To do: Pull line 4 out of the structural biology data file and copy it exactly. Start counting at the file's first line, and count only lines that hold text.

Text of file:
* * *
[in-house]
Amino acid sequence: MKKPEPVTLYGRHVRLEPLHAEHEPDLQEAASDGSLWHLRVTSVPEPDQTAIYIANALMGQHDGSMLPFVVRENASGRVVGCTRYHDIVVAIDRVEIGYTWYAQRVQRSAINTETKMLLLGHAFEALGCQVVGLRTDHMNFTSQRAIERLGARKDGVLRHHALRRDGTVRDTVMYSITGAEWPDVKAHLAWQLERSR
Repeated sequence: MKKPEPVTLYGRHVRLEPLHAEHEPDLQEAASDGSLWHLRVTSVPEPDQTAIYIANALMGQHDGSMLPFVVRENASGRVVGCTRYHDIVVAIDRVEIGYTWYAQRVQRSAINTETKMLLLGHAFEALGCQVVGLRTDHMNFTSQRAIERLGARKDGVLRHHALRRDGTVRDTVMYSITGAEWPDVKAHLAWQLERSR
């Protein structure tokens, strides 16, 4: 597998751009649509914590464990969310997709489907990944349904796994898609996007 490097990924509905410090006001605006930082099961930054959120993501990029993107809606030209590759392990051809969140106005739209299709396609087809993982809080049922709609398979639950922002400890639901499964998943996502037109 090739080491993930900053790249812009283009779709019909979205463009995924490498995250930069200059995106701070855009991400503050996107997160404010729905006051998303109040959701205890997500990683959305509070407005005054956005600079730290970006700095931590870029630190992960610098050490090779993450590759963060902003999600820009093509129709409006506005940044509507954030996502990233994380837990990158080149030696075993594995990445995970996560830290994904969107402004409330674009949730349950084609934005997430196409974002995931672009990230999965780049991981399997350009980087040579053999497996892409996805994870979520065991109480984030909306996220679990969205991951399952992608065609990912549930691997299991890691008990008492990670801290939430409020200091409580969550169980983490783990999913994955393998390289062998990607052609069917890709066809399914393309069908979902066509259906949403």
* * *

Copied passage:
């Protein structure tokens, strides 16, 4: 597998751009649509914590464990969310997709489907990944349904796994898609996007 490097990924509905410090006001605006930082099961930054959120993501990029993107809606030209590759392990051809969140106005739209299709396609087809993982809080049922709609398979639950922002400890639901499964998943996502037109 090739080491993930900053790249812009283009779709019909979205463009995924490498995250930069200059995106701070855009991400503050996107997160404010729905006051998303109040959701205890997500990683959305509070407005005054956005600079730290970006700095931590870029630190992960610098050490090779993450590759963060902003999600820009093509129709409006506005940044509507954030996502990233994380837990990158080149030696075993594995990445995970996560830290994904969107402004409330674009949730349950084609934005997430196409974002995931672009990230999965780049991981399997350009980087040579053999497996892409996805994870979520065991109480984030909306996220679990969205991951399952992608065609990912549930691997299991890691008990008492990670801290939430409020200091409580969550169980983490783990999913994955393998390289062998990607052609069917890709066809399914393309069908979902066509259906949403």